CME: Estimate of Breeding Herd to Play Major Role

by 5m Editor
22 June 2011, at 9:10am

US - One number that will get plenty of attention in this Friday’s Quarterly Hogs and Pigs report from USDA will be the estimate of the number of animals kept for breeding, commonly refered to as “the breeding herd," write Steve Meyer and Len Steiner.

That number is the best estimate of the production capacity or potential of the US pork industry for the coming 6-12 months. It should drive the number of litters farrowed over that time horizon and the number of litters, combined with the average litter size (or "pigs saved per litter" in USDA parlance) tells us the US pig crop for a given quarter. That number, in turn, drives barrow and gilts slaughter two quarters hence — with some adjustment for seasonality, of course. However you compute it, the breeding herd is the engine that drive the train forward.

There are three major components to changes in the sow herd: Sow slaughter, sow death loss and the number of gilts retained. The only one of those for which we have hard and fast data is sow slaughter. Even the University of Missouri’s data on gilt slaughter as a per centage of total barrow and gilt slaughter (which should be negatively related to gilt retention) is pretty noisy and not near 100 per cent accurate in predicting gilt retention. (The Mizzou data is available weekly in a "per cent change from one year ago" here. Most analysts handle the two unknown factors with a "need to balance" number in their sow herd vs. sow slaughter calculations. The “need to balance“ figure is based on historic seasonal relationships for the quarter in question.

There is a natural rate of sow replacement simply based on the life cycle of sows as breeding animals. Replacements occur as sows either die or are shipped to slaughter due to poor reproductive performance (small litters, poor milking ability, the inability to breed back in a given period of time, etc.) or physical challenges such as lameness, injury or teat/udder problems. Sow death loss was once a major challenge in the US but more attention to sows’ welfare and selection for longevity traits has reduced the number to, we believe, somewhere near 6-8 per cent per year in recent years. Some death loss is unavoidable.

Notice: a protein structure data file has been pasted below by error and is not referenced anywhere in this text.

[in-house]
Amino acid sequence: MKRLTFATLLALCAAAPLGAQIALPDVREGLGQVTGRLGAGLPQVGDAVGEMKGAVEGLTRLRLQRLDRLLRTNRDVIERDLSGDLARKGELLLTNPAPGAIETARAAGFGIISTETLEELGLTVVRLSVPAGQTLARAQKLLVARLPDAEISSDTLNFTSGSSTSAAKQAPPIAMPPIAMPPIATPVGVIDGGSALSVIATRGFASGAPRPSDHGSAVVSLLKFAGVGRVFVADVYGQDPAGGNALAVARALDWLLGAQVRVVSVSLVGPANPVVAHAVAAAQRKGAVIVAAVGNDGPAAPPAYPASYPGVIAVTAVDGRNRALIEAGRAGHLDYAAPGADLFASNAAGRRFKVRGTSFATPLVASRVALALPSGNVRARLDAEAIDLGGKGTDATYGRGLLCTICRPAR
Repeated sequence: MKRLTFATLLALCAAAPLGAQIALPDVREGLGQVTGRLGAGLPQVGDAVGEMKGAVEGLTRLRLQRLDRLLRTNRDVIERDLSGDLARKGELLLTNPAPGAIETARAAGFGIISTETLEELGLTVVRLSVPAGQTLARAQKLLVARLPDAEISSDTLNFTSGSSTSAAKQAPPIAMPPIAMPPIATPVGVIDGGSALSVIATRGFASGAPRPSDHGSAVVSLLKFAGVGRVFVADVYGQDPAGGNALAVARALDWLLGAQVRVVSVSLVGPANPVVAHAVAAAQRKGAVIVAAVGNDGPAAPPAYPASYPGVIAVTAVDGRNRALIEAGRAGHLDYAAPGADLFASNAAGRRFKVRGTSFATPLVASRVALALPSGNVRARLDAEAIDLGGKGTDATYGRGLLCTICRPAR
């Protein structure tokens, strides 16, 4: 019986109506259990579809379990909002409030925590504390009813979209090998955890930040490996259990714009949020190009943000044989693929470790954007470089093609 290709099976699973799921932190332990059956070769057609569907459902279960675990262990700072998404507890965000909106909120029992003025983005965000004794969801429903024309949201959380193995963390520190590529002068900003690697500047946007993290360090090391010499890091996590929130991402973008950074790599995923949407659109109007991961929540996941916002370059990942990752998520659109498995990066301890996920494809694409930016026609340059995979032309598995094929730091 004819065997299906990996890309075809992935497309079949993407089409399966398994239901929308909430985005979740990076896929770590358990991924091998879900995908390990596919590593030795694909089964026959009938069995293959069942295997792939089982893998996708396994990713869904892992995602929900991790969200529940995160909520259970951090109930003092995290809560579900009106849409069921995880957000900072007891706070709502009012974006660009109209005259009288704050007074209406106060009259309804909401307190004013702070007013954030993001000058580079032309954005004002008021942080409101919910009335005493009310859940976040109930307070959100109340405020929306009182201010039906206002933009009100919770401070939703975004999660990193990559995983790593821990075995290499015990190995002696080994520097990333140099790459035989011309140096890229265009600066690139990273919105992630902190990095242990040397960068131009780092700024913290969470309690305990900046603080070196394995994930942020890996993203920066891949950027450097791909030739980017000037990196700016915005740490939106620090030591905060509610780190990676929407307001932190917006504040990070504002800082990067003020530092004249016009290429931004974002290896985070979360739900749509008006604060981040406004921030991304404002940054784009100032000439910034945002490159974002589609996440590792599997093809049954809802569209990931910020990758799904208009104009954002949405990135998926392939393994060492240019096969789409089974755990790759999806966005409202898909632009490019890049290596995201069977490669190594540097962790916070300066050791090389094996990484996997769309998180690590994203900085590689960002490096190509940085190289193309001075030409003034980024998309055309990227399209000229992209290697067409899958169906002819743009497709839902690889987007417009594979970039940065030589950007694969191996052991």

Deviations from this natural replacement rate are based on economic conditions and expectations. The primary drivers of these changes are, of course, the actual and expected prices of market hogs. Higher prices generate profits which will attract new entrants and be used by current producers to grow their businesses. Producers know full well that good times will not last forever but if they want to expand their businesses they must do so when times are good. On the other hand, lower prices generate lower profits causing some producers to reduce output and some producers to exit the business entirely.

Prior to 2007, feed costs had very small and very fleeting impacts on sow herd expansion or contraction decisions. The reason was that feed costs were low and relatively stable. A 20 per cent swing in the price of corn amounted to about 50 cents/bushel and changed average output costs by $5 to $6 per head or roughly 5-6 per cent. Today, the same 20 per cent swing in corn prices (half of which we witnessed just last week!), changes the corn price by $1.20-$1.40 per bushel and changes hog production costs by $10 to $12/head. And that does not count the impact that corn prices have on prices of other ingredients such as DDGS and soybean meal.

But even the chart below does not tell the entire story. US sow slaughter includes more than just US cull sows. It also includes 8-10 thousand sows imported from Canada each week — a number that has continued to trend downward as Canada’s breeding herd has shrunk. The top chart on (see below) shows US slaughter of only US-origin sows. Note that these numbers are significantly higher relative to one year ago since mid-April when compared to the total sow slaughter numbers.

Finally, there is the issue of the smaller sow herds in both the US and Canada. Canada’s herd on 1 April was 20 per cent smaller than at its January 2005 peak. The US herd on 1 March was 7.1 per cent smaller than at it most recent cyclical peak in January 2008. Other factors held constant, sow slaughter must decline as the available supply of sows declines. So what happens to the percentage of the herd slaughtered each week?

The lower chart (below) shows slaughter of US sows (ie. imported Canadian animals are removed) as a percentage of the US breeding herd at the beginning of each quarter. This number has been relatively stable in the range of 0.8 to 0.9 per cent each week with some seasonal increase in the summer months likely due to seasonal infertility. Note, though that this measure of sow slaughter surged last fall when feed prices began to rise and has increased again since early April relative to one year ago. It will be interesting to see if the surge shows up in Friday’s report as a slightly smaller US breeding herd.